For the first few months of the 2005 model year, Volkswagen dealers had carryover Jettas on sale. Then, midway through the 2005 season, the automaker launched a redesigned Jetta as a midyear model.
The redesigned Jetta sedan exhibits "cool European styling," said Len Hunt, executive vice president of Volkswagen of America, at the 2005 North American International Auto Show in Detroit. The new model also marks the 25th anniversary of the Jetta, which debuted in 1980.
Initially, the Jetta is available only with a 2.5-liter inline-five-cylinder that develops 150 horsepower. A diesel-powered TDI edition will follow, and a turbocharged 2.0T model and a GLT version will come a bit later.
Volkswagen made a big investment in robotics and laser welding at the Jetta plant in Puebla, Mexico. "This is a big car for us," Hunt said during the Jetta's media preview. "It's our principal seller."
Redesigned Jettas come in a Value Edition and as a 2.5 model. Two option groups are available, and sales began in March 2005. Only a sedan is offered, but because the previous Jetta series included a wagon, that body style could emerge later.
In its new form, product strategist Paul Spaveltz said the Jetta sedan is significantly larger. The midseason model is 7 inches longer than its predecessor and rides on a wheelbase that's 2.6 inches longer. Its width has grown by an inch. Static rigidity is 60 percent greater, according to Volkswagen.
Spaveltz said the new Jetta has a strengthened wedge face that helps give it an "intense and predatory look." This new face was hinted at by Volkswagen's recent Concept R roadster. The large trapezoidal grille is still a basic V shape. New electromechanical power steering uses no hydraulic fluid. A sunroof is optional.
Up to five occupants fit inside the Jetta and can enjoy more backseat room than before on the 60/40-split, folding rear seat. Non-intruding trunk hinges help provide sufficient space for luggage. The Value Edition has heated power mirrors and manual air conditioning. The 2.5 adds automatic dual-zone climate control, heated front seats, leatherette seat upholstery, a six-CD changer, rain-sensing wipers and a power driver's seat. A navigation system is optional.
Under the Hood
Operating with four valves per cylinder, the Jetta's 2.5-liter inline-five-cylinder produces 150 hp at 5,000 rpm and 170 pounds-feet of torque at 3,750 rpm. Either a five-speed-manual gearbox or a six-speed-automatic transmission with Tiptronic manual gear selection and a Sport mode can be installed. Volkswagen's 1.9-liter TDI (diesel) four-cylinder develops 100 hp and 177 pounds-feet of torque and works with a five-speed manual or a six-speed Direct Shift Gearbox, which is essentially an automated manual transmission. When the direct-injection turbocharged engine goes on sale, it will make 200 hp and 207 pounds-feet of torque and will team with a six-speed-manual transmission or a six-speed Direct Shift Gearbox.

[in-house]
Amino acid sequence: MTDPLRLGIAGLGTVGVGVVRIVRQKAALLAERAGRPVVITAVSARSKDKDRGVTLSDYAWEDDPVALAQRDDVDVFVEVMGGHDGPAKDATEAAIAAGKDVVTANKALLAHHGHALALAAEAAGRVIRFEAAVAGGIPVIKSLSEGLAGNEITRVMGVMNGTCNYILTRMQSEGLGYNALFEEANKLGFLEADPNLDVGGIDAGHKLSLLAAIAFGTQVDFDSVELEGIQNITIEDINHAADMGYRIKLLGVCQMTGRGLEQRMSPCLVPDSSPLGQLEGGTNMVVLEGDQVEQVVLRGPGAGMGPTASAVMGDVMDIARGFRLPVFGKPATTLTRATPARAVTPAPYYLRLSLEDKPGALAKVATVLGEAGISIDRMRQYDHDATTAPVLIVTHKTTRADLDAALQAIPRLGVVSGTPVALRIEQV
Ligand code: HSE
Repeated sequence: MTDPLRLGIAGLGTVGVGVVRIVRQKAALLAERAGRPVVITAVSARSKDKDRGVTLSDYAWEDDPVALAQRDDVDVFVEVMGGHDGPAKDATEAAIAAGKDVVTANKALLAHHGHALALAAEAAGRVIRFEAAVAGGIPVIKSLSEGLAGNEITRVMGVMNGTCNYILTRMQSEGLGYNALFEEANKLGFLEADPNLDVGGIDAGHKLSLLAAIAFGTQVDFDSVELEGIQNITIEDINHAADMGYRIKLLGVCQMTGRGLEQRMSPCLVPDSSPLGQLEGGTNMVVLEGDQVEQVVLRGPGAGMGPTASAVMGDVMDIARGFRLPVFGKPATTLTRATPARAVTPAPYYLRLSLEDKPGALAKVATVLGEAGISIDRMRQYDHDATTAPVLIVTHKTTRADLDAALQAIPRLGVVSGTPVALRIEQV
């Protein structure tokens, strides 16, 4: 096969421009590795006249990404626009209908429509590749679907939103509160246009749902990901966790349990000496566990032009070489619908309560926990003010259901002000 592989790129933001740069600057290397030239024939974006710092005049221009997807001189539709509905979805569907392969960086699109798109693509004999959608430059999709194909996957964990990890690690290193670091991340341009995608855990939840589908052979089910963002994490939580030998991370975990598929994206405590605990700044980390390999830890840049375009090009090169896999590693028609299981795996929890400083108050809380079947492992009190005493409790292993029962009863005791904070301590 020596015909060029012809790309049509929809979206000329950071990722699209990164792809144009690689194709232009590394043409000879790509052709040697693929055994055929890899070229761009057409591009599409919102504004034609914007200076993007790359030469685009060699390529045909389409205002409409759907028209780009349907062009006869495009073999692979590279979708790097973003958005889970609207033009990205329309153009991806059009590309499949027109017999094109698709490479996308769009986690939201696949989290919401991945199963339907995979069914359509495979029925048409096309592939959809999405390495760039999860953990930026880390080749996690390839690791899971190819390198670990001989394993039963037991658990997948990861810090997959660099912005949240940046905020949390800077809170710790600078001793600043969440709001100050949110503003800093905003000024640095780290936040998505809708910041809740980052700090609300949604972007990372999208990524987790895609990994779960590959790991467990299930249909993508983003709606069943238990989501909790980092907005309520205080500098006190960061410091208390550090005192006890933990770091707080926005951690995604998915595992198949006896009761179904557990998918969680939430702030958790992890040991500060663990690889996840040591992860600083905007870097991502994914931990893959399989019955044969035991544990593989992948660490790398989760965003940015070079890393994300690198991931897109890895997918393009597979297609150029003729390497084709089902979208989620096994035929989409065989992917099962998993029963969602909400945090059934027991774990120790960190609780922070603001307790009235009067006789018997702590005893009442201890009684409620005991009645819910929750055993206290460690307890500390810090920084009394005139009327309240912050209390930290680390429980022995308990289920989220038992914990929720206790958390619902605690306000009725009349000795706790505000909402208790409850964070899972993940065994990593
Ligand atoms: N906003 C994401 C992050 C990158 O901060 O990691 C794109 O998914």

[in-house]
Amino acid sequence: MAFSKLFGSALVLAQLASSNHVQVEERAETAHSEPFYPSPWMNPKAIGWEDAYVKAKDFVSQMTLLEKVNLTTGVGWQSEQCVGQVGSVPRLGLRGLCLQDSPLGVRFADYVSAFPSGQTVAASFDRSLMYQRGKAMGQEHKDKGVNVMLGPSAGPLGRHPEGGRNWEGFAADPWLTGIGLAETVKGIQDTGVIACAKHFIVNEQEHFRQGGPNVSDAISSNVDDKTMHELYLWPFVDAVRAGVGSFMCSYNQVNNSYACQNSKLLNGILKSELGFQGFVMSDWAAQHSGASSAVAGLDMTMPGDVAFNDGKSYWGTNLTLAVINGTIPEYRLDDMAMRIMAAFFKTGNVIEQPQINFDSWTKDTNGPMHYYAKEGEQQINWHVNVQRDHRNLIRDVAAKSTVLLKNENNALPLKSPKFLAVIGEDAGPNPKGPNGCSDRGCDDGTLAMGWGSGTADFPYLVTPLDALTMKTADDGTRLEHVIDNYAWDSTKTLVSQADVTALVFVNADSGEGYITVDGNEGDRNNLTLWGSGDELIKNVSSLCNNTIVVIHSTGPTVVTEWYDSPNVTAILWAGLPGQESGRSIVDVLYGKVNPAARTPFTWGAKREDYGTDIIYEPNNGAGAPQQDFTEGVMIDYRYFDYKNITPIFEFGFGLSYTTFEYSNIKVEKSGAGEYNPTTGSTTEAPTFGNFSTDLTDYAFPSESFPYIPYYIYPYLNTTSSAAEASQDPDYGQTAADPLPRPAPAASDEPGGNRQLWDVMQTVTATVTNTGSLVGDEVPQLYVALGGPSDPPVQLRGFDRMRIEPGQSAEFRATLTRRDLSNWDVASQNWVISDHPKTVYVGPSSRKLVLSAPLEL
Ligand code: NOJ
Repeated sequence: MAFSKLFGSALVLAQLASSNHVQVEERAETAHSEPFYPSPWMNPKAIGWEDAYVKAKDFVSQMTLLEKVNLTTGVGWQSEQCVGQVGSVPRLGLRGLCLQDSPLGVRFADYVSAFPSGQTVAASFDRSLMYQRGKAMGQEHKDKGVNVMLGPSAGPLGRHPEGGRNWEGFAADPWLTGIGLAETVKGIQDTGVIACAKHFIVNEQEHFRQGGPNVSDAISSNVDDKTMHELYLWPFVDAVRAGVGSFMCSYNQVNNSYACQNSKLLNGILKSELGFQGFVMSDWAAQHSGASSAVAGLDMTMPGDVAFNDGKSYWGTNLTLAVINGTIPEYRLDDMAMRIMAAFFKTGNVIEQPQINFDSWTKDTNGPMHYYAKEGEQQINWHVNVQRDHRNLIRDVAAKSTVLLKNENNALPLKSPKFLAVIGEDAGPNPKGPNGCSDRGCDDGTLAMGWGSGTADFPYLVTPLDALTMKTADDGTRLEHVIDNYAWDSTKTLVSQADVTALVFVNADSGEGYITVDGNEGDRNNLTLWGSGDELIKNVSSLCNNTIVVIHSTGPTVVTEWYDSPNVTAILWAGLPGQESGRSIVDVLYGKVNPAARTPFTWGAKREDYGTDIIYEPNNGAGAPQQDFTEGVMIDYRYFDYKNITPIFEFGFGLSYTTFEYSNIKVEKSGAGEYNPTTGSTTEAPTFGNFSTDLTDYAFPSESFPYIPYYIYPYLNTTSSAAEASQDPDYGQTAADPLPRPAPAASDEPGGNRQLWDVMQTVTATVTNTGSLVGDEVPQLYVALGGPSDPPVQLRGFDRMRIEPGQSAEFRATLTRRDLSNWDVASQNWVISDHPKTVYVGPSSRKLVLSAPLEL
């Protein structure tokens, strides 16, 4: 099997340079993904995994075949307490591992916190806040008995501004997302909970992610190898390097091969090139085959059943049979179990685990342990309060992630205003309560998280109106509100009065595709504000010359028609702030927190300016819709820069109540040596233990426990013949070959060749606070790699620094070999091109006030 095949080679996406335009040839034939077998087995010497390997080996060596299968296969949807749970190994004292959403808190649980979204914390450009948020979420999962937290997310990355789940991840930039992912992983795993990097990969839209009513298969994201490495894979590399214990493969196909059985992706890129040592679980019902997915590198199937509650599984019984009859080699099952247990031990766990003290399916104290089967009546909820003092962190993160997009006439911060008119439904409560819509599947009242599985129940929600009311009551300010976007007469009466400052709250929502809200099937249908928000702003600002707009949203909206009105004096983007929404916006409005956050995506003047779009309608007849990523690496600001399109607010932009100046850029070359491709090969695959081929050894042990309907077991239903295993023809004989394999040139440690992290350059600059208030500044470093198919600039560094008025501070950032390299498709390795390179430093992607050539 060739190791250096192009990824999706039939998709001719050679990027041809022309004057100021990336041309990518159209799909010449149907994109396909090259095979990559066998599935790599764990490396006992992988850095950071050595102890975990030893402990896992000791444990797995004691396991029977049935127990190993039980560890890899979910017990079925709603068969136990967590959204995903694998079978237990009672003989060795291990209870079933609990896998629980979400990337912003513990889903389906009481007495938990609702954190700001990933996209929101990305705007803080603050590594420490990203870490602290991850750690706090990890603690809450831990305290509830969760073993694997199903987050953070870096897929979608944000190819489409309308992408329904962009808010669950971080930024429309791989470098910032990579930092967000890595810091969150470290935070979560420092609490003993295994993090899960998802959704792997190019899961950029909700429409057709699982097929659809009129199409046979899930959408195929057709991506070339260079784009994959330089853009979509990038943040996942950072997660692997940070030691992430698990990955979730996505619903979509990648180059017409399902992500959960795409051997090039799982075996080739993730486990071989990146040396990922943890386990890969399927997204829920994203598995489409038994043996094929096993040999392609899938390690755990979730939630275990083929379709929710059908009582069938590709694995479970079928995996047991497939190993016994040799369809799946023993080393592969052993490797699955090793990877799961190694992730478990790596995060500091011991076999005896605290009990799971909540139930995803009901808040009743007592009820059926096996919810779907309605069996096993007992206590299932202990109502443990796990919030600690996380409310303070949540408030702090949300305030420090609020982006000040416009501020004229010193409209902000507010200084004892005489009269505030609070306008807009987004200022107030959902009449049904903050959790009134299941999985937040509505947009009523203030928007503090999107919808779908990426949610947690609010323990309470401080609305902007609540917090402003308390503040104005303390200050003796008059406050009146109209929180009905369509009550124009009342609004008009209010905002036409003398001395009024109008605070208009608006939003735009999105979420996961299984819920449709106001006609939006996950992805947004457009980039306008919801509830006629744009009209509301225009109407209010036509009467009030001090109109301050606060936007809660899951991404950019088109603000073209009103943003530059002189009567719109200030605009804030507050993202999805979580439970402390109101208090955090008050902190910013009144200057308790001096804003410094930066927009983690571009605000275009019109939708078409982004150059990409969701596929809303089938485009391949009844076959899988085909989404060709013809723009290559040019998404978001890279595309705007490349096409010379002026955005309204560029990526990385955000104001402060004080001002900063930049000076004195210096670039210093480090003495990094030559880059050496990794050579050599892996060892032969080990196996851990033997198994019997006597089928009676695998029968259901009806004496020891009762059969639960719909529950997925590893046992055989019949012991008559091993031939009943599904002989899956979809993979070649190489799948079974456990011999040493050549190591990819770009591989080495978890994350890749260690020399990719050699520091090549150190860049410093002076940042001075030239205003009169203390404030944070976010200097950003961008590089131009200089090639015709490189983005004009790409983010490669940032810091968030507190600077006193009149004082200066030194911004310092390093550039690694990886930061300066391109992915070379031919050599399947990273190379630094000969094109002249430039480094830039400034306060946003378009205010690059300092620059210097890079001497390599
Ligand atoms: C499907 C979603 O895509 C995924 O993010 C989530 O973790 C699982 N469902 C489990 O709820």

Antilock brakes, traction control and six airbags � including front side-impact and side curtain-type devices � are standard. Active front head restraints are installed. Volkswagen's Electronic Stabilization Program is standard on upper-level Jettas and optional on others.
In ordinary driving, the Jetta delivers vigorous throttle response and the automatic transmission operates effortlessly. On upgrades at higher elevations, however, passing response is markedly less energetic. Also, there may be significant hesitation before a downshift occurs when stepping on the gas, and response time isn't the best.
The Jetta feels particularly substantial, if a little on the heavy side. The suspension is definitely firm, but it doesn't impair the ride on smooth highways. Steering feel is excellent, and the Jetta stays neatly on course on straightaways. With wholly predictable handling, it's simply masterful through curves. Body lean is minimal through tight mountain switchbacks.
The Jetta is fairly quiet apart from some noticeable engine sounds while accelerating and some road noise. It's spacious up front but a tad restricted in terms of elbowroom; some drivers' knees could hit the wide console. The gauges are large and easy to read, and visibility ranks as very good. The seats are beautifully cushioned and appropriately bolstered; they also offer good thigh and back support.